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Crown banned from opening $2.2b Sydney casino in December

Lucy Dean
·2-min read
SYDNEY, AUSTRALIA - JULY 21: A Marr contracting crane is dismantled atop the new Crown Sydney tower at Barangaroo on July 21, 2020 in Sydney, Australia. A highly-skilled team of riggers from Sydney crane company Marr Contracting (The Men from Marr's) worked 300m above Sydney to remove the crane that has been perched above Crown Sydney for the past two years. Marr's specially-designed M390D crane has been climbing skywards with Crown Sydney’s 75-floor skyscraper and since the 'topping out' of the 271-metre high building, the Marr machinery has been occupying the highest vantage point in the city - approx 50m higher than the top of the tower. (Photo by James D. Morgan/Getty Images for Marr Contracting)
(Photo by James D. Morgan/Getty Images for Marr Contracting)

Crown Resorts has been called on to delay the December opening of its $2.2 billion casino in Sydney’s Barangaroo precinct.

In a statement on Wednesday afternoon, the NSW Independent Liquor and Gaming Authority (ILGA) said it wants to wait until its explosive inquiry into Crown delivers its report in late January or early February 2021.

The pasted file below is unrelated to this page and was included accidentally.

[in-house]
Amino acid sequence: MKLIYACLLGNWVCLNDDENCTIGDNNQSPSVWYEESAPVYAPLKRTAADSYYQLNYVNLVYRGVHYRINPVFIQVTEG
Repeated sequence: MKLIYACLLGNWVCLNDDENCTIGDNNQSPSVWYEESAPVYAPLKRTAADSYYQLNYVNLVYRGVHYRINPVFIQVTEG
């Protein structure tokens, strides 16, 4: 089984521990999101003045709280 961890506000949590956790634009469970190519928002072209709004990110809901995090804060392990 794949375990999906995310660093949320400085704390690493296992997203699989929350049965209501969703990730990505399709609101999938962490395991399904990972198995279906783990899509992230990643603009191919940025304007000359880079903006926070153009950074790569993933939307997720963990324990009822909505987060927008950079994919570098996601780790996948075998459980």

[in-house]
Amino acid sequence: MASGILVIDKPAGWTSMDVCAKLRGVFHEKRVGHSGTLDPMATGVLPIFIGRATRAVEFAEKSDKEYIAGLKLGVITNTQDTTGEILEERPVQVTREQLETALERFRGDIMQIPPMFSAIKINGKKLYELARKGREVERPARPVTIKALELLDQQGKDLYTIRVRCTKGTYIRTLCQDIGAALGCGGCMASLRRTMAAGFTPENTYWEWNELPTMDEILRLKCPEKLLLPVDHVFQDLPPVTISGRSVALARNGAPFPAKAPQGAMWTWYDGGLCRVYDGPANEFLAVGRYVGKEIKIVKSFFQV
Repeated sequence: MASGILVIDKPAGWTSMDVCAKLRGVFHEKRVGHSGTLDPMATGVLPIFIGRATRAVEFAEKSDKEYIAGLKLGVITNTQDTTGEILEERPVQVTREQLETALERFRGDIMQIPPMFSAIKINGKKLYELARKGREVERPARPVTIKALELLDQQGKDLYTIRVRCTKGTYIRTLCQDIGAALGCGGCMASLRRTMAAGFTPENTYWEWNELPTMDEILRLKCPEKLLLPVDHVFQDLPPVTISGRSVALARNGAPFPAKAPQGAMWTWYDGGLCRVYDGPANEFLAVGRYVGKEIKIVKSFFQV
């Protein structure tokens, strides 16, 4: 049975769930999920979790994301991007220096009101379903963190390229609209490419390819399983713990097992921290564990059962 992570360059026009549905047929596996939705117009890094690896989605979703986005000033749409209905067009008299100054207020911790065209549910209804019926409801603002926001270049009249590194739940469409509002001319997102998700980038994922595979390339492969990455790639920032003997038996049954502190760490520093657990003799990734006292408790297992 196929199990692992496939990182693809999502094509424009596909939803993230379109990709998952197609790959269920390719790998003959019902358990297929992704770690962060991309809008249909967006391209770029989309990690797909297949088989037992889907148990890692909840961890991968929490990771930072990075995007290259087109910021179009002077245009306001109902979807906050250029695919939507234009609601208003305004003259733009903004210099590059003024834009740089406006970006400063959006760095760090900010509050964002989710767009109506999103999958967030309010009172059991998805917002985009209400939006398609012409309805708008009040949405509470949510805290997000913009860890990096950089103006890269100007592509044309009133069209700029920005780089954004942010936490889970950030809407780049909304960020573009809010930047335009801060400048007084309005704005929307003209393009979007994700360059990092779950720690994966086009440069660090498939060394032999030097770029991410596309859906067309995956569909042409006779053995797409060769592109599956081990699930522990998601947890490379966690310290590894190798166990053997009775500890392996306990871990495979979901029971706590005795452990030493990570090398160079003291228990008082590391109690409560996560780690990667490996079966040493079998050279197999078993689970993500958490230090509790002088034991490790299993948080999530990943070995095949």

The inquiry today heard that money had likely been laundered through two of Crown’s bank accounts, sending Crown Resorts into a trading halt.

The two Riverbank and Southbank accounts had been the key focus of the ILGA inquiry after media reports alleged money laundering. Banks including ANZ also raised concerns over the casino’s activities and its use of the accounts.

ANZ in 2014 contacted Crown to warn that it had seen several large cash deposits into the Riverbank account across different bank branches, which was a sign of money laundering.

Inquiry commissioner Patricia Bergin also blasted Crown for providing expert reports on the money laundering at 11pm on Tuesday.

"When we talk about money laundering, what does that really mean? It basically means proceeds of crime," ILGA chair Philip Crawford said.

"We are hopeful that Crown Resorts will agree to our request to postpone opening of all gaming activities, which would be unable to begin without approval of these regulatory matters.”

Crown also admitted to failings in its anti-money laundering systems but said it was improving.

Crawford said he didn’t believe the James Packer-backed business was “picking up the vibe” of the inquiry, and that there was a “lot of serious stuff going around”.

The casino has been mired in controversy since 2016 when 16 staff were jailed in China for violating anti-gambling laws.

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